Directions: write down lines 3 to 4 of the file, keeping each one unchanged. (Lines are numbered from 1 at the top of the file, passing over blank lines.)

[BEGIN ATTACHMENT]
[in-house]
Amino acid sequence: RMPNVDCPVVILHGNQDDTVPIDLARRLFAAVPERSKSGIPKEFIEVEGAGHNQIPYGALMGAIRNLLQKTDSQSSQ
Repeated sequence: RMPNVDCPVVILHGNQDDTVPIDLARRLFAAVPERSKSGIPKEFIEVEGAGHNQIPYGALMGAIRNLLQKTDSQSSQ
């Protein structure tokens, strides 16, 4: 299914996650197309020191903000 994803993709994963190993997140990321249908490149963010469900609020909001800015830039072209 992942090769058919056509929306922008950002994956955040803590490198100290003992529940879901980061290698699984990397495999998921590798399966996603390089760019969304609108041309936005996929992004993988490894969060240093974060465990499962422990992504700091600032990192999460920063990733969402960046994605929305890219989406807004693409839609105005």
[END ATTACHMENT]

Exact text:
Repeated sequence: RMPNVDCPVVILHGNQDDTVPIDLARRLFAAVPERSKSGIPKEFIEVEGAGHNQIPYGALMGAIRNLLQKTDSQSSQ
């Protein structure tokens, strides 16, 4: 299914996650197309020191903000 994803993709994963190993997140990321249908490149963010469900609020909001800015830039072209 992942090769058919056509929306922008950002994956955040803590490198100290003992529940879901980061290698699984990397495999998921590798399966996603390089760019969304609108041309936005996929992004993988490894969060240093974060465990499962422990992504700091600032990192999460920063990733969402960046994605929305890219989406807004693409839609105005």